I was working through a requirements session with an IT team from a large global company this week, and several times the topic of agility came up. There are as many perceptions of where analysis practices fit within the ill-defined boundaries of agile practices, which always makes for interesting discussion. One of the areas where this occurred is the analysis of the quality requirements for a system, which led me to consider the notion of a quality spike.
For all the companies I have worked with as an employee or as a consultant, whether they suggest they are agile or not, there have always been issues in the area of understanding the scope of work. One of the recurring areas where many teams fail to specify the needs of what they are about to build (or indeed, buy), is the area of quality. Everyone will suggest that quality is of utmost importance, yet most fail to precisely quantify what quality means to them in the context of this product.
There are many reasons for this deficiency. Some take the term quality to align with qualitative, and therefore don't grasp that these can and should be expressed quantitatively. Suggesting that a system needs to be fast or user-friendly or secure just doesn't cut it when we are trying to test against these terms, sorry. Others struggle to make the leap from the taxonomies that generally cover the landscape of quality, but are not easily expressible in quantified terms. It can take a great deal of time in the school of hard knocks to recognize that user-friendly needs to be expressed as a combination of a wide range of quantifiable ideas: acceptable response times and feedback, adherence to GUI standards, consistent error-handling mechanisms and a host of others. Again, most teams don't do a good job in this area, and the results are often either accidental adequacy, or more often a trip back to the drawing board.
With agile teams, there is a notion of an architectural spike: the idea of analyzing just enough of the necessary architecture of the system that will allow you to progress forward with the current set of stories so that the risk of major refactoring is minimized. A powerful concept that can work very well for the functional considerations of the system being built. I would suggest that there is a sister spike that should take place around the same time: a quality spike can give us just enough insight to ensure that we are building to meet the quality needs of our system.
Indeed, if we perform a reasonable quality analysis at this point in the game, agile practices actually put us ahead of the curve when compared to traditional approaches (it pains me to express it that way - constant readers will know that I don't see the world in these black-and-white, us vs. them terms). If maintainability is a quality attribute that is of interest to us, then the principles of a shared code base, ongoing refactoring and frequent releases play to our favour. Indeed, these practices can be expressed as requirements (if you don't have a strong distaste for that term) that support our building a system that is maintainable. Similarly, test-driven development and a unit test infrastructure support the testability of the system (as does the frequent releases practice - these individual practices do not necessarily only support one attribute of quality for our system). Refactoring supports reusability, the list goes on. For those quality attributes that are of interest to the development organization, agile practices serve to inherently produce a higher quality system.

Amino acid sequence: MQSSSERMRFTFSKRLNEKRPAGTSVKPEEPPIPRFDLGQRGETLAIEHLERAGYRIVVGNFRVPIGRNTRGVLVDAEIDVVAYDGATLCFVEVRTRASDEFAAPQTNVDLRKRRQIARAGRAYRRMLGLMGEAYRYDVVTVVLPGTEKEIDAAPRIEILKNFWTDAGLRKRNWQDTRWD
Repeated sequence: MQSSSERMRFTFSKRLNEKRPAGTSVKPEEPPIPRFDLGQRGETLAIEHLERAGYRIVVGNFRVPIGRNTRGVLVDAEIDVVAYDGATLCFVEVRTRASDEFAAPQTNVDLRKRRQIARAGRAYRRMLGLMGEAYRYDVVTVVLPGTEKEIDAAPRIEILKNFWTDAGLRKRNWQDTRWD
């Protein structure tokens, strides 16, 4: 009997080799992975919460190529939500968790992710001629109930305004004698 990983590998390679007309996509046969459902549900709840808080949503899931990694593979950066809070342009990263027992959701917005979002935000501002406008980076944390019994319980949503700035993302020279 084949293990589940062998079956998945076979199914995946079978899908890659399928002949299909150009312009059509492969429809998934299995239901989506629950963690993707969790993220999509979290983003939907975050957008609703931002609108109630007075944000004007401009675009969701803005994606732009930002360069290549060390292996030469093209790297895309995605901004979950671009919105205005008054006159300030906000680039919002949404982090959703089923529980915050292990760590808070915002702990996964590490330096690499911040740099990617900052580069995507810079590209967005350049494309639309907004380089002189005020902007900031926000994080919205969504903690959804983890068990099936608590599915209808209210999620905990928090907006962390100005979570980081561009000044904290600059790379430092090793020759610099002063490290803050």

For those quality attributes that are of interest to the end-user, though, there is value in performing that analysis as a quality spike. As these attributes are strongly domain and application dependent, and will vary in importance dramatically, we cannot simply rest on our development practices to ensure that we meet these quality needs. We need to sit down with our customer and decide which attributes are most important (or even relevant) and translate these into a series of measurable characteristics (as best we can at this time, remember it is a spike) that we can then build to as we flesh out our stories.
As many of these attributes (such as security, usability, interoperability, and others) weave throughout all of the stories we are building, consciously articulating these alongside our architectural spike gives us a much higher likelihood of efficiently meeting our goals. Indeed, some of these may be critical enough to drive stories of their own, stories we might otherwise only consider much later in the game.
Take advantage of special member promotions, everyday discounts, quick access to saved content, and more! Join Today.